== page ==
The Australian Hotels Association (AHA) and its tourism division, Tourism Accommodation Australia (TAA), have joined with the Accommodation Association (AA) in welcoming the Albanese Government’s suggested migration reform.

AHA CEO Stephen Ferguson said the 190 page review of the migration system, which was chaired by Dr Martin Parkinson AC PSM, achieved “balance in a very complex area.”

The three hospitality and tourism organisations supported the significant elements of the review which had a focus upon skilled labour requirements and migration. 

The review suggested 38 recommendations to the migration system that would tackle the perceived issue of ‘permanent temporary migration’, as highlighted in the report’s executive summary.

“While we have long prided ourselves on the focus on permanent residence in our migration program, we now have more than 1.8 million temporary migrants living in Australia with the legal ability to participate in our labour market. They are working in all parts of our economy, in some cases supporting key sectors and the delivery of critical services,” the report reads.

“Many of these people wish to make Australia home but too often face tangled and lengthy pathways to permanent residence. They deserve clarity about their opportunities to remain. It is not in Australia’s national interest to maintain a large proportion of temporary entrants with no pathway to citizenship as it undermines our democratic resilience and social cohesion.”

AHA chief Ferguson hailed the movement towards reducing red-tape in his response to the report’s findings.

“The hospitality and accommodation sectors have been crying out for reform in this sector for years,” he said. 

“Our sector is desperate for workers – yes, we all want to hire Australians first, but there are simply not enough people to do the jobs. Migration is the only way to fill tens of thousands of positions, especially in the regions.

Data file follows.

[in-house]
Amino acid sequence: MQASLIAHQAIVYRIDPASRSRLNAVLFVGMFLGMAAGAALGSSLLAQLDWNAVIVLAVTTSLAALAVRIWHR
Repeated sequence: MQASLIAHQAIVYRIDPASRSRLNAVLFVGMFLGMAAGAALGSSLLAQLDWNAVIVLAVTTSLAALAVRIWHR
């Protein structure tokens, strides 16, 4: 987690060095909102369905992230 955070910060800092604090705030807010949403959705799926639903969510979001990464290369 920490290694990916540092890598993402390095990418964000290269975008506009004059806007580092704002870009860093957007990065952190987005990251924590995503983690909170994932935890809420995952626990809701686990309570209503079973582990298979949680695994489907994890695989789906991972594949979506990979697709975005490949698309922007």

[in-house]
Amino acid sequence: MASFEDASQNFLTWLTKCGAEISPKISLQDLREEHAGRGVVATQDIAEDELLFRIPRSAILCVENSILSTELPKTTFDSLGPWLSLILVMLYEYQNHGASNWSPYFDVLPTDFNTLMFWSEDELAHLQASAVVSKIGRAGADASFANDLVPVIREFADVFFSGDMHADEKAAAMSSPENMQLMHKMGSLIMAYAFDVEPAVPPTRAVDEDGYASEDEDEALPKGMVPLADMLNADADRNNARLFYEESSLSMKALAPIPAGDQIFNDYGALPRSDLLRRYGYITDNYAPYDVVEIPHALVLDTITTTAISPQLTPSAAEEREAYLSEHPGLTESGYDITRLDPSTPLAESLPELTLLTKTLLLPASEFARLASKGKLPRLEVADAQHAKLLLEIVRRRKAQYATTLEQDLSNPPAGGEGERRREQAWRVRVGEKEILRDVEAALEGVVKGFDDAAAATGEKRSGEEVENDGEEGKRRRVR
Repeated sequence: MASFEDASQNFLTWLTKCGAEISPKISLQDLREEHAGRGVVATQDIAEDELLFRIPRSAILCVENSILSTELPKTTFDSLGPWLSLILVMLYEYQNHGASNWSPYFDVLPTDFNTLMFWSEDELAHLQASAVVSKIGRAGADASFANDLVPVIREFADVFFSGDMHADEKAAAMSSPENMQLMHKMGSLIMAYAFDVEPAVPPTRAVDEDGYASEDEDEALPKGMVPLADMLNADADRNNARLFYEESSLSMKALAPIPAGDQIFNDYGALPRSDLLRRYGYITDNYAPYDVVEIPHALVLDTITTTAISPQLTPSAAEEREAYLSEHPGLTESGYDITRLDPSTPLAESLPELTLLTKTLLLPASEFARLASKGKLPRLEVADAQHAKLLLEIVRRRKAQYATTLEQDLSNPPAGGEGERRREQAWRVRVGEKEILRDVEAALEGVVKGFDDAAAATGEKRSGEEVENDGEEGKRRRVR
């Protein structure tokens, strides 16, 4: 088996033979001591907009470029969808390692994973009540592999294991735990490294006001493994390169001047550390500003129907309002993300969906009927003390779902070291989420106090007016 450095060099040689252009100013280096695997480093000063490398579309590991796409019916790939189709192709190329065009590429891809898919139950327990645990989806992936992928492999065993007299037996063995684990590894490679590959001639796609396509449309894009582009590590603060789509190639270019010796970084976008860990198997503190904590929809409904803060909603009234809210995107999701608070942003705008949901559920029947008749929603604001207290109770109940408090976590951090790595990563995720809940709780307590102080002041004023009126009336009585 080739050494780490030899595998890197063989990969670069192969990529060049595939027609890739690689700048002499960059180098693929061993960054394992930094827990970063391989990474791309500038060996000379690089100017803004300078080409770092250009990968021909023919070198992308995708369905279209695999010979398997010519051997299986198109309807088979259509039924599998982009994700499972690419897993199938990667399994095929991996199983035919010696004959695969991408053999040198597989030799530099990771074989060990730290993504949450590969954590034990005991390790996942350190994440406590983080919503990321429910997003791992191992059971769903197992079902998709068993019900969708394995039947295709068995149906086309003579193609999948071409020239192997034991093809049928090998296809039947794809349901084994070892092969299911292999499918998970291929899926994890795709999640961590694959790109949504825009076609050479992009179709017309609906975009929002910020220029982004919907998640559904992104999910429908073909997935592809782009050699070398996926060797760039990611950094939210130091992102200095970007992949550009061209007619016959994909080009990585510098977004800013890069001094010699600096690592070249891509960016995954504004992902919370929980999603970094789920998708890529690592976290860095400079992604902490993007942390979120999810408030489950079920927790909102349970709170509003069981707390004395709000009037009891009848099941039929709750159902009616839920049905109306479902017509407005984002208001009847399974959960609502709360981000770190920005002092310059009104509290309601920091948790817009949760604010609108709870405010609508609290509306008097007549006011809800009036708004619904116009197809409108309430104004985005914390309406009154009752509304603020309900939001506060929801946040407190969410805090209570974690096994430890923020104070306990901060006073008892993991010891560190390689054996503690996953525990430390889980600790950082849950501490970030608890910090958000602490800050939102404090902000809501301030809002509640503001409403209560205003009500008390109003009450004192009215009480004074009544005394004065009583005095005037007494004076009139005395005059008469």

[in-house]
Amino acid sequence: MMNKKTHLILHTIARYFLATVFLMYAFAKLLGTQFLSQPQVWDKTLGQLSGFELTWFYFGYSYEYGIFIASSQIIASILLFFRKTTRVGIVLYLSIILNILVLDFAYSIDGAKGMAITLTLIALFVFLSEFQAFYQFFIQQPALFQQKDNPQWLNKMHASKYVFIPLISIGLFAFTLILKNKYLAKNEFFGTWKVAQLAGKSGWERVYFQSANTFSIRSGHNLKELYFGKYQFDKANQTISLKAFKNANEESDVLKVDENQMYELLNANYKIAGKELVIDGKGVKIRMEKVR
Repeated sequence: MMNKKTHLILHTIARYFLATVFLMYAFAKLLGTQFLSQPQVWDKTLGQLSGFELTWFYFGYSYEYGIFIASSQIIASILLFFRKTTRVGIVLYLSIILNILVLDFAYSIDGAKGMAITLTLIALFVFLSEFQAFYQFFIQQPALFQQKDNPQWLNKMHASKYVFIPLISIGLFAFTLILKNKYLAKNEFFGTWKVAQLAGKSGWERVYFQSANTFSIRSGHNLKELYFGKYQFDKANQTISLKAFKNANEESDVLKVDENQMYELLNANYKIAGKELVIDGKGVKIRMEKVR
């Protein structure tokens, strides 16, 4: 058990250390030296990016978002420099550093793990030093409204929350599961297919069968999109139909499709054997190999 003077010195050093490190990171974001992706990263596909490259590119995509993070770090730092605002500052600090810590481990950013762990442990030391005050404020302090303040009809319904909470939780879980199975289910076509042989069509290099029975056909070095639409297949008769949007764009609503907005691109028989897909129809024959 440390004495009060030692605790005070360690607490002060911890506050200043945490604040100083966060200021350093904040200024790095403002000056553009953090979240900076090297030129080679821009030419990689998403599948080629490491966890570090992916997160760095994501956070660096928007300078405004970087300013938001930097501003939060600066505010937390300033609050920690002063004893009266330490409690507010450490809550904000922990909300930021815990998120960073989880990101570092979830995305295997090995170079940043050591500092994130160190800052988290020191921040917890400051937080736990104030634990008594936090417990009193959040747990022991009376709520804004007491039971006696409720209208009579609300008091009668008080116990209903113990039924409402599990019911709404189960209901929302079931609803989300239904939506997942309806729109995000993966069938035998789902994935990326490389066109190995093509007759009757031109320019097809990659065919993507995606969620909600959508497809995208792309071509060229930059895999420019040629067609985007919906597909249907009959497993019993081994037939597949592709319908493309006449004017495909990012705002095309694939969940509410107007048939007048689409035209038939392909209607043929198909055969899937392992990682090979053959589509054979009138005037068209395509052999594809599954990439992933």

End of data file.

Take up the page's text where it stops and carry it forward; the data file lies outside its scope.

“For far too long, the visa system has been very slow, complicated and expensive and the changes announced today by Home Affairs Minister Clare O’Neill are the first steps towards addressing current and future skilled labour needs. 

“As the Minister herself said, the current system is ‘an achingly slow process’ which is ‘weighed down by rules, forms and bureaucracy’ and we support her stance.”

Ferguson’s statements were echoed by Michael Johnson, the TAA CEO and interim CEO of the Accommodation Association, who stated the government’s review “sets out sensible actions which will make the system better for businesses and applicants alike.”

“The reality is overseas workers remain a necessary part of the accommodation sector workforce – overseas workers fill gaps where, unfortunately, Australian workers are unable to fill the roles required,” Johnson commented.

“Many also bring with them skills that we may not have an abundance of in Australia and help to train Australian workers – everyone wins. It is great to see the Albanese Government moving to fix what is very much a broken system.”

In particular, the AHA, TAA and AA noted the increase of the Temporary Skilled Migration Income Threshold (TSMIT – the minimum a job’s salary must be worth for employers to be able to sponsor a migration) to $70,000, which will come into effect in on 1 July. The organisations believe this increase will ensure “skilled overseas workers are being paid in accordance with today’s market salary levels.”

Nevertheless, the AHA CEO will scrutinise how this new threshold is implemented for those in the hospitality industry. 

“We will be watching carefully to ensure regional and rural businesses especially don’t have any added disadvantage during the implementation of TISMIT,” Ferguson concluded.

Read the full review here.

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